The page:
In Memoriam (The Oh Hello’s)


“And heaven knows I’m prone to leave the only God I should have loved/And yet you’re far too beautiful to leave me.” – The Oh Hello’s

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It’s 3 AM and I’m Talking About Superheroes

_1395260042As I write this, the clock is telling me it’s 3:16 am – a fact I completely believe, given that my head is fixing make unbridled contact with the keyboard any second now. But that’s okay. I just returned from a late showing of Captain America: The Winter Soldier, and seldom has exhaustion felt so satisfying.

This isn’t really a review - the wee hours of the morning are not my finest, coherency-wise - but I would like to tell you to go see this movie. Seriously, folks. Even if you’re not a fan of superhero movies, go see this one. It’s splendid, and sweetly ironic, too: here is Marvel’s “dullest superhero” delivering the smartest, coolest, and most sophisticated film in the canon to date.

If it helps, allow me to put it in these terms: The Winter Soldier is a 12 oz. steak, next to which The Avengers is a jar of Gerber baby food. Yes, I really went there. Your move, Mr. Whedon.

P.S. This may or may not have been the first Marvel film to make me misty-eyed.

P.P.S. Hold onto your butts: the action scenes are insane.

P.P.P.S. There are two post-credit scenes. You do not want to miss either one.

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The New Wave of Shock Fiction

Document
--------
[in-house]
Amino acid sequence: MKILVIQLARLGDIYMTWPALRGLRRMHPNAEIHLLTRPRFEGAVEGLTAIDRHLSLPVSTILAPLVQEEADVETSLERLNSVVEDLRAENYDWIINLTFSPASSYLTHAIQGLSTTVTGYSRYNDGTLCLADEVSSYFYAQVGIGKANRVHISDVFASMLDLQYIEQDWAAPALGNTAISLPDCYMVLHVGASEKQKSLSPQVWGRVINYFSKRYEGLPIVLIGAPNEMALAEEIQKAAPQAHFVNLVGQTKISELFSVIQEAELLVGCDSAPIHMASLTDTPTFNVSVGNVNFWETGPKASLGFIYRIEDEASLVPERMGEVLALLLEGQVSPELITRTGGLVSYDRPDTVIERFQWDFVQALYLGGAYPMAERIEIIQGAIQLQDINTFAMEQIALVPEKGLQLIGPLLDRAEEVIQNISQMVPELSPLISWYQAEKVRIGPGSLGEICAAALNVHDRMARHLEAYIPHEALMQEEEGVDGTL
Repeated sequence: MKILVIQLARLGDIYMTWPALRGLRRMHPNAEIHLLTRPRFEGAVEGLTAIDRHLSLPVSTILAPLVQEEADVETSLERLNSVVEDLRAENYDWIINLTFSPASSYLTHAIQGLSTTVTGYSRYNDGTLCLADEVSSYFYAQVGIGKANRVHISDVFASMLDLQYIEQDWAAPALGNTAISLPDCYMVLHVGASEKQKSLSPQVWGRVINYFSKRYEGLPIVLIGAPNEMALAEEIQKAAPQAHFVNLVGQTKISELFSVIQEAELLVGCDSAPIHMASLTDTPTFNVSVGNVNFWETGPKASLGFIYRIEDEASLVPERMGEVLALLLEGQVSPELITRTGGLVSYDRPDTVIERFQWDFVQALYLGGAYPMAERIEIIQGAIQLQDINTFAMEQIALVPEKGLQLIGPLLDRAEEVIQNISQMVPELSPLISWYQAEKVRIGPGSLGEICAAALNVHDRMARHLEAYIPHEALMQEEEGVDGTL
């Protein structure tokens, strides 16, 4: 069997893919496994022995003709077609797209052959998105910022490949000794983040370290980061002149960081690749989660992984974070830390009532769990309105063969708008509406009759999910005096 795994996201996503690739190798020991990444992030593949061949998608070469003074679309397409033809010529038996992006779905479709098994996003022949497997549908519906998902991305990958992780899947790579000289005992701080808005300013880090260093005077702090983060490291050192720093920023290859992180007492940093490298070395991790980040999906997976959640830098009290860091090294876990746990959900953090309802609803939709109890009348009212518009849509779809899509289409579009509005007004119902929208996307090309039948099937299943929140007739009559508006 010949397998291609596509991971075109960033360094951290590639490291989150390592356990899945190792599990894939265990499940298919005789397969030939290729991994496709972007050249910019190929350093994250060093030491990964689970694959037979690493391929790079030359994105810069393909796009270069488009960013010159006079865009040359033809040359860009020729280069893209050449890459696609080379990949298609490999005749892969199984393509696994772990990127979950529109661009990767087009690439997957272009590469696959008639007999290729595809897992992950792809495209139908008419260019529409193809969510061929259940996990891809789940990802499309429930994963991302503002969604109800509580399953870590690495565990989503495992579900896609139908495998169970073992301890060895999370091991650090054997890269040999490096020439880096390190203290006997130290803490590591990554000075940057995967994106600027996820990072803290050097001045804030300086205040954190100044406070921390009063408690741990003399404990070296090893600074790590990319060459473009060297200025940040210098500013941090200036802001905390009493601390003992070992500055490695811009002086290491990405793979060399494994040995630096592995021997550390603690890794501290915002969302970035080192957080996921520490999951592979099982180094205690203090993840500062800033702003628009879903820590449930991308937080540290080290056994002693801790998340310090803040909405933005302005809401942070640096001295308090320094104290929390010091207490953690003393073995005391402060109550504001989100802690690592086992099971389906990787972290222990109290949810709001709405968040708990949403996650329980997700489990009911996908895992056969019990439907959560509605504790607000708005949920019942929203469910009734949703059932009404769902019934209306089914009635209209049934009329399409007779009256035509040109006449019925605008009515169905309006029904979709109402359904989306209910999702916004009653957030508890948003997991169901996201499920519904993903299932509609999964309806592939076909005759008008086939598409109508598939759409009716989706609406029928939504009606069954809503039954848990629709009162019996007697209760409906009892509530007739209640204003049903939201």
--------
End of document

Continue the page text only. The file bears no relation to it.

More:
In A Landscape with Dragons, Michael O’Brien makes a key distinction between the horrors found in classical tales and the horrors that saturate so much contemporary fiction:

These shocks are presented as ends to themselves, raw violence as entertainment. In sharp contrast, the momentary horrors that occur in classical tales always have a higher purpose; they are intended to underline the necessity of courage, ingenuity, and character; the tales are about brave young people struggling through adversity to moments of illumination, truth, and maturity; they emphatically demonstrate that good is far more powerful than evil. Not so with the new wave of shock fiction… This nasty little world offers a thrill per minute, but it is like a sealed room from which the oxygen is slowly removed, replaced by an atmosphere of nightmare and a sense that the forces of evil are nearly omnipotent.

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Flotsam & Jetsam (4/1)

Shock Report – “Back then, they called him Molech and they killed in primitive darkness. Today they call him Choice and they kill in clean, white rooms.”

Teach Him a Code of Honor – An excerpt from A Landscape with Dragons.

Aronofsky’s Noah: a panoply of Jewish paganism – Fascinating: “All this wrangling with God, but of course, Aronofsky doesn’t even believe in God. For him and his partner, ‘God’ is a literary construct used to explore the human condition. And thus, in the end, we find that all we have is our choices and our values and our mercy. And that’s what drives this apostate Jewish tradition, and what drives Aronofsky’s Noah.”

Christian Discernment and Candace Cameron as a Model of Modesty – My Mom hits this one out of the park. Just sayin.